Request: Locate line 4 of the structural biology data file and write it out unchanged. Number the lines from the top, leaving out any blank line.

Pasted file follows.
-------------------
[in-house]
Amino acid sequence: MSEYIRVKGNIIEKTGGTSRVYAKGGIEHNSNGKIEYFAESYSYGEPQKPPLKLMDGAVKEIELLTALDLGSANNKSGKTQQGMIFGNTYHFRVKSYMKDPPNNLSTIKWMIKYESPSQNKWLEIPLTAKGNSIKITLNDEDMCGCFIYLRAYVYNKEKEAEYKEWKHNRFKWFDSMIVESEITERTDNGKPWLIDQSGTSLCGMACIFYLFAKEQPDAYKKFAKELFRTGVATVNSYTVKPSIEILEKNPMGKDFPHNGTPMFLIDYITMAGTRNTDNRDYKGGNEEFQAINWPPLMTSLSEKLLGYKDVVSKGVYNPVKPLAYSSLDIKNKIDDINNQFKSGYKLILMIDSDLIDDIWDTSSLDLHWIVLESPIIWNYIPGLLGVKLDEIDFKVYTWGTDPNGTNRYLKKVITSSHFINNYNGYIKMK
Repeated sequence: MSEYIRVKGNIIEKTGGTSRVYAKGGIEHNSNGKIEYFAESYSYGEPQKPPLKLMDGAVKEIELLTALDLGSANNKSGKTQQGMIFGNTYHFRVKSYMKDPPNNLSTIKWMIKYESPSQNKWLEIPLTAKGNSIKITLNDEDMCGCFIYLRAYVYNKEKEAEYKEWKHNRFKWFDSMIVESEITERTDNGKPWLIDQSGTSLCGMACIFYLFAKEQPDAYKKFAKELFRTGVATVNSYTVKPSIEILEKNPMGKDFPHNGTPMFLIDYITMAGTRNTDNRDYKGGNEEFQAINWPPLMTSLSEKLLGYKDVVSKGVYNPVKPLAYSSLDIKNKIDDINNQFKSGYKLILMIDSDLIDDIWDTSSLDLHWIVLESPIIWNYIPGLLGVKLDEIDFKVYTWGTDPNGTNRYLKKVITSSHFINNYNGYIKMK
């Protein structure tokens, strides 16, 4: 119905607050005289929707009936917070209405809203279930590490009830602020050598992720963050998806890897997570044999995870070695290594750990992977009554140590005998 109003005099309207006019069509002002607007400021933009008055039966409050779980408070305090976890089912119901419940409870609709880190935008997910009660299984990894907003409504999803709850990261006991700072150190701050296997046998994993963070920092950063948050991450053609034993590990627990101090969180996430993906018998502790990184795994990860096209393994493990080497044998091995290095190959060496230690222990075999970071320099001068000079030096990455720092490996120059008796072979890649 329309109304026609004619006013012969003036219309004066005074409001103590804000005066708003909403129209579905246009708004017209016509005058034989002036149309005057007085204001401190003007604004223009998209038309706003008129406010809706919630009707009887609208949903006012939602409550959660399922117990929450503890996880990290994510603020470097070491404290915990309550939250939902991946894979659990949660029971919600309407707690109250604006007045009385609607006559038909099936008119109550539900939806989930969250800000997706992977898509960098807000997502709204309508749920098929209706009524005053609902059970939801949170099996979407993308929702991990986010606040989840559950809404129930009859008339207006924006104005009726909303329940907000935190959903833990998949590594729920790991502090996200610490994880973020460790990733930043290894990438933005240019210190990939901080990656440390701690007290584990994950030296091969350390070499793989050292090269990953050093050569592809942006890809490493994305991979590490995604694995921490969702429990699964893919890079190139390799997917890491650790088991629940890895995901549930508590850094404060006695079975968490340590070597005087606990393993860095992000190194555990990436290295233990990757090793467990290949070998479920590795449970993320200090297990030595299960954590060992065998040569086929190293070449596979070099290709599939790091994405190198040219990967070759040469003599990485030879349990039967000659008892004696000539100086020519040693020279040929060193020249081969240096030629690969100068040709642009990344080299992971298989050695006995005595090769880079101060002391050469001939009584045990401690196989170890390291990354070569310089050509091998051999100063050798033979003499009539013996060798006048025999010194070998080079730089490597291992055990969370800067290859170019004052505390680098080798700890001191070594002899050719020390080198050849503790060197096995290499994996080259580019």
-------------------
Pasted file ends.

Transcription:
């Protein structure tokens, strides 16, 4: 119905607050005289929707009936917070209405809203279930590490009830602020050598992720963050998806890897997570044999995870070695290594750990992977009554140590005998 109003005099309207006019069509002002607007400021933009008055039966409050779980408070305090976890089912119901419940409870609709880190935008997910009660299984990894907003409504999803709850990261006991700072150190701050296997046998994993963070920092950063948050991450053609034993590990627990101090969180996430993906018998502790990184795994990860096209393994493990080497044998091995290095190959060496230690222990075999970071320099001068000079030096990455720092490996120059008796072979890649 329309109304026609004619006013012969003036219309004066005074409001103590804000005066708003909403129209579905246009708004017209016509005058034989002036149309005057007085204001401190003007604004223009998209038309706003008129406010809706919630009707009887609208949903006012939602409550959660399922117990929450503890996880990290994510603020470097070491404290915990309550939250939902991946894979659990949660029971919600309407707690109250604006007045009385609607006559038909099936008119109550539900939806989930969250800000997706992977898509960098807000997502709204309508749920098929209706009524005053609902059970939801949170099996979407993308929702991990986010606040989840559950809404129930009859008339207006924006104005009726909303329940907000935190959903833990998949590594729920790991502090996200610490994880973020460790990733930043290894990438933005240019210190990939901080990656440390701690007290584990994950030296091969350390070499793989050292090269990953050093050569592809942006890809490493994305991979590490995604694995921490969702429990699964893919890079190139390799997917890491650790088991629940890895995901549930508590850094404060006695079975968490340590070597005087606990393993860095992000190194555990990436290295233990990757090793467990290949070998479920590795449970993320200090297990030595299960954590060992065998040569086929190293070449596979070099290709599939790091994405190198040219990967070759040469003599990485030879349990039967000659008892004696000539100086020519040693020279040929060193020249081969240096030629690969100068040709642009990344080299992971298989050695006995005595090769880079101060002391050469001939009584045990401690196989170890390291990354070569310089050509091998051999100063050798033979003499009539013996060798006048025999010194070998080079730089490597291992055990969370800067290859170019004052505390680098080798700890001191070594002899050719020390080198050849503790060197096995290499994996080259580019």